I've sparked Kevin's interest in mead so we are going to both make a batch soon. He wants to try to create Chocolate Raspberry. As for me I have no idea what flavor to try. Some ideas are pomegranate, orange, kiwi, pineapple, and been toying with a recipe for a french toast flavor.
The stave drum project will be starting up very soon. At this point I think I'm finished with preliminary ideas. It's time to just start putting things together and find out what's wrong or could be done a different way. The key to the jig/rig set up is keep it as simple and inexpensive as possible.
I've been getting new ideas on finishes for the drums so the experimental stave drums will give me a few mock-ups and/or "oops" drums to practice some of these finishes on. One I've been dying to try (not new by any means) is a burst. 2 bursts I really want to try is a honey into a green and a triple burst of honey into a red into a tobacco. The triple burst is old school Fender & Gibson. I've seen a lot of guys on message boards not use spray guns for the bursts they just use steel wool and sanding to get the blending. Can't wait to try it. Also want to try to make an inlay in a drum.
Alright, that's enough dreaming for today. Thanks for reading and we'll talk at you all later.
Well, this morning I played video games until around 9:30 then headed outside to wet sand the guitar ... once again.
Yesterdays clear coat went on really well and I'm getting really good at the brush on application technique. Wet sanding was going very well until I was sanding the side portions of the guitar. I wiped the guitar to see where I was and noticed some blue on the rag. DOH! Nothing major I just had a small sand though, you can't even tell where it is. So, I decided to finish the front and back of the body with 800 grit wet then re-clear just the sides.
I should be done with body work next weekend, woo-hoo!
While I was waiting for the clear to dry I decided to work on the neck. Took apart everything and cleaned every nook and cranny in that sucker and gave the face a good buff. It looks brand new again. Even cleaned the fret board with some naphtha and a tooth brush (dirty sucker ... yuck). Then I straightened the neck and leveled and rounded the frets. After all of that I cleaned her up and put on a fresh coat of fret board finishing oil. The guitar will need some new frets in the future, but I'm confident that Jeff will get a few more years out of the existing ones ... so that's good news.
I also took apart the Floyd Rose bridge and gave everything a naphtha & 3-1 oil bath. Everything received a tooth brush cleaning and then it was all reassembled. I did this, because my original once over of the bridge made me think that I may need to replace some screws and/or parts. After the bath and the scrub down everything is in working order. A few of the set screws are corroding, but they don't need to be replaced just yet. Gives the guitar some character.
So far I only need to replace a handful of screws due to the heads are stripped. Almost couldn't get them off. The next challenge I have is that a screw head has broken off and the screw portion is still in the body. Hey now ... it was like that when I got it. I'm sure I have an article in one of my magazines on how to repair that (or at least get it out). Worst case I'll have to drill it out and fill the hole with some putty and it'll be good as new again. The hole is covered with a plate so I'm not worried about drilling it out if it comes to that.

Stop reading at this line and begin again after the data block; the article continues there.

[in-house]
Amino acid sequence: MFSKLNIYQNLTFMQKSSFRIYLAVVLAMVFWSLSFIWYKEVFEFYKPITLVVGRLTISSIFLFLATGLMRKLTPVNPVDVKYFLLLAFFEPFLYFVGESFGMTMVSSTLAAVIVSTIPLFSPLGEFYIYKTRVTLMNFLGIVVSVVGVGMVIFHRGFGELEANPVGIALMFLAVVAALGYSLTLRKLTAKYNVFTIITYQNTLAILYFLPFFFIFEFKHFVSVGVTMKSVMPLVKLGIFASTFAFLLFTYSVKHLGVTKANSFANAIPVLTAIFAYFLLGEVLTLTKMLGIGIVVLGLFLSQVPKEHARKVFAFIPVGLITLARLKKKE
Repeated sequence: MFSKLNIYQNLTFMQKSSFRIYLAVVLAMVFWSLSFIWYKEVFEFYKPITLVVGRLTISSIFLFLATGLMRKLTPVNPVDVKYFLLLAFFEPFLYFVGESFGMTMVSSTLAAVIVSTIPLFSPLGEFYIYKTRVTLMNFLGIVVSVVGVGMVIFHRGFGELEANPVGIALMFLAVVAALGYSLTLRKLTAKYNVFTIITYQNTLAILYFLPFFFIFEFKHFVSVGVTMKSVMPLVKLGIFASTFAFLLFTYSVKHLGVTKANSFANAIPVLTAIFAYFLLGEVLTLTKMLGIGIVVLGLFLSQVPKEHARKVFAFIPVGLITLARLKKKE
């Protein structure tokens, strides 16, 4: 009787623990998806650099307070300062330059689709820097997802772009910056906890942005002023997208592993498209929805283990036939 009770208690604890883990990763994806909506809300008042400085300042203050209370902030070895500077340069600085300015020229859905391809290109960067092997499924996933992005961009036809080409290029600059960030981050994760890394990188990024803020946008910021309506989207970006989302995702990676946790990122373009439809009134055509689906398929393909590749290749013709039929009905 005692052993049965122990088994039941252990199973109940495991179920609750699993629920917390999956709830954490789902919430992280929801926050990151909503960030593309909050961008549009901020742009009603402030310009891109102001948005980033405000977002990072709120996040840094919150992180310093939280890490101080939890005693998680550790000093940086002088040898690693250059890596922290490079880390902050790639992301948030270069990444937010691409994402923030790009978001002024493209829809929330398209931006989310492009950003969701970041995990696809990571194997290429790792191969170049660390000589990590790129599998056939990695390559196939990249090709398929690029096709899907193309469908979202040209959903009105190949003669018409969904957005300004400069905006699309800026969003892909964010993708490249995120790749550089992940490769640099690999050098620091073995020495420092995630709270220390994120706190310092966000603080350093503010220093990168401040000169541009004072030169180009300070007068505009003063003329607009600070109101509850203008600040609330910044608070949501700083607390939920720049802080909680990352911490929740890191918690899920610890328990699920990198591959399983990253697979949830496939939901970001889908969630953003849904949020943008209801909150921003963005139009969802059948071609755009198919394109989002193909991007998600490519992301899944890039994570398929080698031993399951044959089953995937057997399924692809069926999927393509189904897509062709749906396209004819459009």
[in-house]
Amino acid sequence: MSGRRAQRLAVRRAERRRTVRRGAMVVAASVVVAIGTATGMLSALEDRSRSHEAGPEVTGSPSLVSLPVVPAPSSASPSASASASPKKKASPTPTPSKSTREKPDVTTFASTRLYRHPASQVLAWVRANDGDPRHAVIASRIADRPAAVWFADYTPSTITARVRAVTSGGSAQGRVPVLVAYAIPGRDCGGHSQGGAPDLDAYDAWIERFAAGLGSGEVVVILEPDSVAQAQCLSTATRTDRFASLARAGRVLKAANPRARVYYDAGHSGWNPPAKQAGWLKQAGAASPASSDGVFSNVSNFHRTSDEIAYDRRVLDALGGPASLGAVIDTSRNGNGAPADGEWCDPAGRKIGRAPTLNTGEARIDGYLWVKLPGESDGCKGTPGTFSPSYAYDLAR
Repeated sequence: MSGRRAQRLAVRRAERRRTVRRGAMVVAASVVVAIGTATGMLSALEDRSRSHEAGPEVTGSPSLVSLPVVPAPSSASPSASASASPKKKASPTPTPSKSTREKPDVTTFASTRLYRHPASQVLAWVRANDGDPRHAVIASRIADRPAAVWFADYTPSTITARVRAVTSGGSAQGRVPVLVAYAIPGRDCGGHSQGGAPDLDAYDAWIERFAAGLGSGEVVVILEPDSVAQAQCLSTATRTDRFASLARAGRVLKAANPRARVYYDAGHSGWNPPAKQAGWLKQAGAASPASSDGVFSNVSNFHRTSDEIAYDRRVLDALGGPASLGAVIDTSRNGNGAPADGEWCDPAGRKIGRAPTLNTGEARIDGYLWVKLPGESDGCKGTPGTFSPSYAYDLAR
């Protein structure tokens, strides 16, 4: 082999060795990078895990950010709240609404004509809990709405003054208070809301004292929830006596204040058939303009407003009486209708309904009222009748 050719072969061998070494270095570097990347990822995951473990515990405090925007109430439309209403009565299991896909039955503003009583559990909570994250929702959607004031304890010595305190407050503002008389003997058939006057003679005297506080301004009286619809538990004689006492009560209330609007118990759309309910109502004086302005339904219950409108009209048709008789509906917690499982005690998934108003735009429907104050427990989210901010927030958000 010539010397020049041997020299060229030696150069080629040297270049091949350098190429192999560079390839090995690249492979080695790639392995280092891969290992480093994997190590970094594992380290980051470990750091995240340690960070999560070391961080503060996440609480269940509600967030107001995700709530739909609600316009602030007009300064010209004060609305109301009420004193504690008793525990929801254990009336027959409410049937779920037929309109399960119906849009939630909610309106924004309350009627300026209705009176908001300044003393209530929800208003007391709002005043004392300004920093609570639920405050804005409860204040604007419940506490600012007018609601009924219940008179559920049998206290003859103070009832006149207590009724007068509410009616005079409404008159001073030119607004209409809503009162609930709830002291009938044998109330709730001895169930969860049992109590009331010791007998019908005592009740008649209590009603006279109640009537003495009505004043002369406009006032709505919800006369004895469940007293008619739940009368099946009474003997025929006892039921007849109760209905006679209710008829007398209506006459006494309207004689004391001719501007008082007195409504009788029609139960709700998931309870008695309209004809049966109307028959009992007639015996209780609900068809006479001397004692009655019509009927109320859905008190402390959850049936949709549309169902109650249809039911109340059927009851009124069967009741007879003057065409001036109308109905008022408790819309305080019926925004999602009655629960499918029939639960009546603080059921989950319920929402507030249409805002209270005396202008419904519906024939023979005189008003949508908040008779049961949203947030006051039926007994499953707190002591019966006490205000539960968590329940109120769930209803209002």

If I remember to take in the model number of the guitar to work I'll give Ibanez a call this week to order a new back plate cover. I'm actually getting a excited to get this guitar finished so I can hear what it sounds like on Jeff's amp.
Well that's all. Nothing too exciting this weekend.
Yes ... I'm still alive for those of you who do check the blog still. The IT Nazi at work has made it so I cannot access my blog, I can't even post a comment on a blog. We can no longer have streaming audio or streaming video either, which is a shame becaue I highly enjoyed the AOL Sessions music. So, all we can do at work is ... well ... work. Boring!!!!
So, after working 9 hours a day on a computer. The last thing I want to do when I come home is get on a computer. But, I'll try more often to update you guys on my life's adventures.
Anyway, I have been working on Jeff's guitar the past few weeks and of course I've hit a few problems. Just once I'd like a normal project. In wet sanding some "patterns" have come through and they look like wood grain. Weird thing is that they aren't wood grain and they are smooth. Think of looking at an oak door ... but the "grain" portion is shiny and everything else is hazy from the wet sanding. Like I said ... weird. I decided to see if they would go away after a final buffing ... nope. If you turn the body and look at the reflection you can see them clearly. What are they? I wish I knew. Of course they don't show up in a picture, so I can't post them for you guys to see. I decided to keep on wet sanding to see if they would go away ... nope. Almost had a sand through, but lucky for me I caught it in time. So, off to the auto store this morning to purchase some activator and I put on another coat of clear. Hopefully this will take care of the problem and I can continue working on it tomorrow. This coat of clear went on very smooth, so I'm hoping that hardly any level wet sanding needs to take place and I can do my final buffing tomorrow afternoon.